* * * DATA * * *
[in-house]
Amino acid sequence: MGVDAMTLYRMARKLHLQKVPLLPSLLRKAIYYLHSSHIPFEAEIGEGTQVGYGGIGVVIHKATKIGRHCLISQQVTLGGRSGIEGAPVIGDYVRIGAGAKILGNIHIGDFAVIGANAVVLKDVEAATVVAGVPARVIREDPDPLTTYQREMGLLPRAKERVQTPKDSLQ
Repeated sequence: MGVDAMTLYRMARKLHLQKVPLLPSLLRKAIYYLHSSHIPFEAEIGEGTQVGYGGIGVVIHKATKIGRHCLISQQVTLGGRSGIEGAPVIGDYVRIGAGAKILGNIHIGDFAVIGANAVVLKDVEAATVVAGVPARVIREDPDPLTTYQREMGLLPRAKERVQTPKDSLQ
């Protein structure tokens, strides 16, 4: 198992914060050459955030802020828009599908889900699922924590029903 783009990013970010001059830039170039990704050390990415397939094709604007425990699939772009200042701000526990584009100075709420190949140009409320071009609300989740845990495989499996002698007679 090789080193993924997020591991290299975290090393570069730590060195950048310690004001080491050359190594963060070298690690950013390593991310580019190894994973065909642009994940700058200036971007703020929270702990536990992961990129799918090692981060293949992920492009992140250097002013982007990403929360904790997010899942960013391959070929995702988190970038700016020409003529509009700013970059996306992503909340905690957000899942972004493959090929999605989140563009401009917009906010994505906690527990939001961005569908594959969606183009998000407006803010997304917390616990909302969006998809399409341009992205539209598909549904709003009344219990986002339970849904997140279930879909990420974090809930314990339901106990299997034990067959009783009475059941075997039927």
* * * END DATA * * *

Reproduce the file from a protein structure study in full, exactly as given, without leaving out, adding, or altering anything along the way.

[in-house]
Amino acid sequence: MGVDAMTLYRMARKLHLQKVPLLPSLLRKAIYYLHSSHIPFEAEIGEGTQVGYGGIGVVIHKATKIGRHCLISQQVTLGGRSGIEGAPVIGDYVRIGAGAKILGNIHIGDFAVIGANAVVLKDVEAATVVAGVPARVIREDPDPLTTYQREMGLLPRAKERVQTPKDSLQ
Repeated sequence: MGVDAMTLYRMARKLHLQKVPLLPSLLRKAIYYLHSSHIPFEAEIGEGTQVGYGGIGVVIHKATKIGRHCLISQQVTLGGRSGIEGAPVIGDYVRIGAGAKILGNIHIGDFAVIGANAVVLKDVEAATVVAGVPARVIREDPDPLTTYQREMGLLPRAKERVQTPKDSLQ
């Protein structure tokens, strides 16, 4: 198992914060050459955030802020828009599908889900699922924590029903 783009990013970010001059830039170039990704050390990415397939094709604007425990699939772009200042701000526990584009100075709420190949140009409320071009609300989740845990495989499996002698007679 090789080193993924997020591991290299975290090393570069730590060195950048310690004001080491050359190594963060070298690690950013390593991310580019190894994973065909642009994940700058200036971007703020929270702990536990992961990129799918090692981060293949992920492009992140250097002013982007990403929360904790997010899942960013391959070929995702988190970038700016020409003529509009700013970059996306992503909340905690957000899942972004493959090929999605989140563009401009917009906010994505906690527990939001961005569908594959969606183009998000407006803010997304917390616990909302969006998809399409341009992205539209598909549904709003009344219990986002339970849904997140279930879909990420974090809930314990339901106990299997034990067959009783009475059941075997039927």